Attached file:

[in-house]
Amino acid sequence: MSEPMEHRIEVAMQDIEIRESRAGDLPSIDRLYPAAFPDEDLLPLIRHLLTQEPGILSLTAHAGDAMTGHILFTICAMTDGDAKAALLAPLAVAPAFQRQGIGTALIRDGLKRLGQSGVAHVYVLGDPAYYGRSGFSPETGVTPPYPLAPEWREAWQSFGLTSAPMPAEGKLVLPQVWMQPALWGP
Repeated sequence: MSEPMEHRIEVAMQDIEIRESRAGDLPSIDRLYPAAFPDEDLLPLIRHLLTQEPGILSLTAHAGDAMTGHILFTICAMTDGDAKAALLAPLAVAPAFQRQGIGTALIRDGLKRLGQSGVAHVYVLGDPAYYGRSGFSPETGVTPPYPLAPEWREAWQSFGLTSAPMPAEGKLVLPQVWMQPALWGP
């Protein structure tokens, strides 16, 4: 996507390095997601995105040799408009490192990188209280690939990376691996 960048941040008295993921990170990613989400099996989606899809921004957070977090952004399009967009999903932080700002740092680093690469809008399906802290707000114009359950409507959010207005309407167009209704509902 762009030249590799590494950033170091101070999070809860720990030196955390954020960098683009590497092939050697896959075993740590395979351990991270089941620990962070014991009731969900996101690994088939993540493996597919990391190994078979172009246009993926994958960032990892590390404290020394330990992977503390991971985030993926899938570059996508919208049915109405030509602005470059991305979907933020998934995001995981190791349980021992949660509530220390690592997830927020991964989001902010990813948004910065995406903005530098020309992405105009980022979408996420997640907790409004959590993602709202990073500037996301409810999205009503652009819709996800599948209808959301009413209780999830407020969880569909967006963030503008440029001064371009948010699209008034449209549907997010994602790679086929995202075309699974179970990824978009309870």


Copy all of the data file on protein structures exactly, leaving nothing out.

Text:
[in-house]
Amino acid sequence: MSEPMEHRIEVAMQDIEIRESRAGDLPSIDRLYPAAFPDEDLLPLIRHLLTQEPGILSLTAHAGDAMTGHILFTICAMTDGDAKAALLAPLAVAPAFQRQGIGTALIRDGLKRLGQSGVAHVYVLGDPAYYGRSGFSPETGVTPPYPLAPEWREAWQSFGLTSAPMPAEGKLVLPQVWMQPALWGP
Repeated sequence: MSEPMEHRIEVAMQDIEIRESRAGDLPSIDRLYPAAFPDEDLLPLIRHLLTQEPGILSLTAHAGDAMTGHILFTICAMTDGDAKAALLAPLAVAPAFQRQGIGTALIRDGLKRLGQSGVAHVYVLGDPAYYGRSGFSPETGVTPPYPLAPEWREAWQSFGLTSAPMPAEGKLVLPQVWMQPALWGP
């Protein structure tokens, strides 16, 4: 996507390095997601995105040799408009490192990188209280690939990376691996 960048941040008295993921990170990613989400099996989606899809921004957070977090952004399009967009999903932080700002740092680093690469809008399906802290707000114009359950409507959010207005309407167009209704509902 762009030249590799590494950033170091101070999070809860720990030196955390954020960098683009590497092939050697896959075993740590395979351990991270089941620990962070014991009731969900996101690994088939993540493996597919990391190994078979172009246009993926994958960032990892590390404290020394330990992977503390991971985030993926899938570059996508919208049915109405030509602005470059991305979907933020998934995001995981190791349980021992949660509530220390690592997830927020991964989001902010990813948004910065995406903005530098020309992405105009980022979408996420997640907790409004959590993602709202990073500037996301409810999205009503652009819709996800599948209808959301009413209780999830407020969880569909967006963030503008440029001064371009948010699209008034449209549907997010994602790679086929995202075309699974179970990824978009309870």